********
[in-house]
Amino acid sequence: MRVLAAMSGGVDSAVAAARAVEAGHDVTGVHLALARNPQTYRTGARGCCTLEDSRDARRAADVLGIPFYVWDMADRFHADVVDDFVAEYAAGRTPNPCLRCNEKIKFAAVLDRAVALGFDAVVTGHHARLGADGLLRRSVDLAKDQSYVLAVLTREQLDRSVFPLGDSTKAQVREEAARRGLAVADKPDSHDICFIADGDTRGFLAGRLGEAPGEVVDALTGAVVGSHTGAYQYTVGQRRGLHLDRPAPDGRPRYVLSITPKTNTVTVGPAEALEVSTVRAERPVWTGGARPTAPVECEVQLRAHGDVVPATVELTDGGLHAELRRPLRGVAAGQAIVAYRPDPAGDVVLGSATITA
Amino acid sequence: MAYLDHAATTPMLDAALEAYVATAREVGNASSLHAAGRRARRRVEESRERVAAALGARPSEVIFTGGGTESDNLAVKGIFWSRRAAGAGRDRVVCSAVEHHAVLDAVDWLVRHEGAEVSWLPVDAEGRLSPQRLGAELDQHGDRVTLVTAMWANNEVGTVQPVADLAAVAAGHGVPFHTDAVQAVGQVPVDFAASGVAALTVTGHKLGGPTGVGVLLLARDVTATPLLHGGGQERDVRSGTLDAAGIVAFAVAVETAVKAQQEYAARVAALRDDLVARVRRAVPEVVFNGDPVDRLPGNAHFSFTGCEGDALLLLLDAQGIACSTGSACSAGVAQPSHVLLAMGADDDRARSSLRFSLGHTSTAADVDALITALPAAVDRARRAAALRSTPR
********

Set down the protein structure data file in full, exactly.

[in-house]
Amino acid sequence: MRVLAAMSGGVDSAVAAARAVEAGHDVTGVHLALARNPQTYRTGARGCCTLEDSRDARRAADVLGIPFYVWDMADRFHADVVDDFVAEYAAGRTPNPCLRCNEKIKFAAVLDRAVALGFDAVVTGHHARLGADGLLRRSVDLAKDQSYVLAVLTREQLDRSVFPLGDSTKAQVREEAARRGLAVADKPDSHDICFIADGDTRGFLAGRLGEAPGEVVDALTGAVVGSHTGAYQYTVGQRRGLHLDRPAPDGRPRYVLSITPKTNTVTVGPAEALEVSTVRAERPVWTGGARPTAPVECEVQLRAHGDVVPATVELTDGGLHAELRRPLRGVAAGQAIVAYRPDPAGDVVLGSATITA
Amino acid sequence: MAYLDHAATTPMLDAALEAYVATAREVGNASSLHAAGRRARRRVEESRERVAAALGARPSEVIFTGGGTESDNLAVKGIFWSRRAAGAGRDRVVCSAVEHHAVLDAVDWLVRHEGAEVSWLPVDAEGRLSPQRLGAELDQHGDRVTLVTAMWANNEVGTVQPVADLAAVAAGHGVPFHTDAVQAVGQVPVDFAASGVAALTVTGHKLGGPTGVGVLLLARDVTATPLLHGGGQERDVRSGTLDAAGIVAFAVAVETAVKAQQEYAARVAALRDDLVARVRRAVPEVVFNGDPVDRLPGNAHFSFTGCEGDALLLLLDAQGIACSTGSACSAGVAQPSHVLLAMGADDDRARSSLRFSLGHTSTAADVDALITALPAAVDRARRAAALRSTPR